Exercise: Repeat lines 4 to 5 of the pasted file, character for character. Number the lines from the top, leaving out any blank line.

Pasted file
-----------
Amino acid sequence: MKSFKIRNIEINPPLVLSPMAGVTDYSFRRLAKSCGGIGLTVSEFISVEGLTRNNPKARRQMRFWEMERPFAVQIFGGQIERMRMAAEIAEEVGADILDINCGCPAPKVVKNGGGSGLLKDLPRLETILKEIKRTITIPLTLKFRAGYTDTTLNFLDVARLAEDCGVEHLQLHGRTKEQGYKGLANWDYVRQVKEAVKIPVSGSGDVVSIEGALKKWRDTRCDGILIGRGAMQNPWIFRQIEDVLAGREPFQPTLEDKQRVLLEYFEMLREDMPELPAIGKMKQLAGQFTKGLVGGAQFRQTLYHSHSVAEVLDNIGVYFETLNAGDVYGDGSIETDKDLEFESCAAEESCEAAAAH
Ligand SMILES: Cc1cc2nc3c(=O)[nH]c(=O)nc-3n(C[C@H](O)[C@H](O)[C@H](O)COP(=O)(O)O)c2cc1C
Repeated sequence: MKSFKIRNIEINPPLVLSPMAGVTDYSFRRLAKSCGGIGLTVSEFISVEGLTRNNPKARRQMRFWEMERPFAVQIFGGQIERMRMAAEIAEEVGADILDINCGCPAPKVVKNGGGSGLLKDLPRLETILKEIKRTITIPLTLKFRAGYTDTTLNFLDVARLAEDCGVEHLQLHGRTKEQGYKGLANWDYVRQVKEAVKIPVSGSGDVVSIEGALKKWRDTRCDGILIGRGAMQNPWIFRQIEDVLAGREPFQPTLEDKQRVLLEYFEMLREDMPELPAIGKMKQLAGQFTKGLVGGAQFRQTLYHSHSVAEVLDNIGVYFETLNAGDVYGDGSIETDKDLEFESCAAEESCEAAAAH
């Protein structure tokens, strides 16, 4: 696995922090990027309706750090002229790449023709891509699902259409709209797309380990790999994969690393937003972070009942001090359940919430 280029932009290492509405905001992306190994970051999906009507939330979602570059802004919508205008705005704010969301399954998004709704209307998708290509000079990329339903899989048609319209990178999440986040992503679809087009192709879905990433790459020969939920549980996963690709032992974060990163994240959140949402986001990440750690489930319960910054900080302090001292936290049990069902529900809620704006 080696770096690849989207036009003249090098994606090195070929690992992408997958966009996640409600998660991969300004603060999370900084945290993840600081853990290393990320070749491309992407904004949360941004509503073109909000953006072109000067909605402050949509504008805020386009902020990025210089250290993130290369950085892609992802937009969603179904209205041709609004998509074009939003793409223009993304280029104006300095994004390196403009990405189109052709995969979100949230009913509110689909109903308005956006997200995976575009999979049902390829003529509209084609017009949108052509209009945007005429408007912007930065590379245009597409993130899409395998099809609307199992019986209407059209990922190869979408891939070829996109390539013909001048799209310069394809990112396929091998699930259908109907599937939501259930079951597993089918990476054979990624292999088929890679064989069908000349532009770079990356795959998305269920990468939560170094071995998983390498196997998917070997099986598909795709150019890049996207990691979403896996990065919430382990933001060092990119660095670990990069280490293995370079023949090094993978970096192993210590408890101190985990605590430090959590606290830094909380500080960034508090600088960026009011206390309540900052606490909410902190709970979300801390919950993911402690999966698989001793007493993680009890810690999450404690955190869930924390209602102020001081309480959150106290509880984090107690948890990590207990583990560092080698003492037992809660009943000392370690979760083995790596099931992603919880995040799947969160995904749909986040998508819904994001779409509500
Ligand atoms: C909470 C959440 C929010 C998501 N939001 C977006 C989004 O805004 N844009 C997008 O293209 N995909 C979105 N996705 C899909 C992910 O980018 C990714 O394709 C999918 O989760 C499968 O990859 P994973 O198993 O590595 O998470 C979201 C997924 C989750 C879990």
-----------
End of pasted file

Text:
């Protein structure tokens, strides 16, 4: 696995922090990027309706750090002229790449023709891509699902259409709209797309380990790999994969690393937003972070009942001090359940919430 280029932009290492509405905001992306190994970051999906009507939330979602570059802004919508205008705005704010969301399954998004709704209307998708290509000079990329339903899989048609319209990178999440986040992503679809087009192709879905990433790459020969939920549980996963690709032992974060990163994240959140949402986001990440750690489930319960910054900080302090001292936290049990069902529900809620704006 080696770096690849989207036009003249090098994606090195070929690992992408997958966009996640409600998660991969300004603060999370900084945290993840600081853990290393990320070749491309992407904004949360941004509503073109909000953006072109000067909605402050949509504008805020386009902020990025210089250290993130290369950085892609992802937009969603179904209205041709609004998509074009939003793409223009993304280029104006300095994004390196403009990405189109052709995969979100949230009913509110689909109903308005956006997200995976575009999979049902390829003529509209084609017009949108052509209009945007005429408007912007930065590379245009597409993130899409395998099809609307199992019986209407059209990922190869979408891939070829996109390539013909001048799209310069394809990112396929091998699930259908109907599937939501259930079951597993089918990476054979990624292999088929890679064989069908000349532009770079990356795959998305269920990468939560170094071995998983390498196997998917070997099986598909795709150019890049996207990691979403896996990065919430382990933001060092990119660095670990990069280490293995370079023949090094993978970096192993210590408890101190985990605590430090959590606290830094909380500080960034508090600088960026009011206390309540900052606490909410902190709970979300801390919950993911402690999966698989001793007493993680009890810690999450404690955190869930924390209602102020001081309480959150106290509880984090107690948890990590207990583990560092080698003492037992809660009943000392370690979760083995790596099931992603919880995040799947969160995904749909986040998508819904994001779409509500
Ligand atoms: C909470 C959440 C929010 C998501 N939001 C977006 C989004 O805004 N844009 C997008 O293209 N995909 C979105 N996705 C899909 C992910 O980018 C990714 O394709 C999918 O989760 C499968 O990859 P994973 O198993 O590595 O998470 C979201 C997924 C989750 C879990």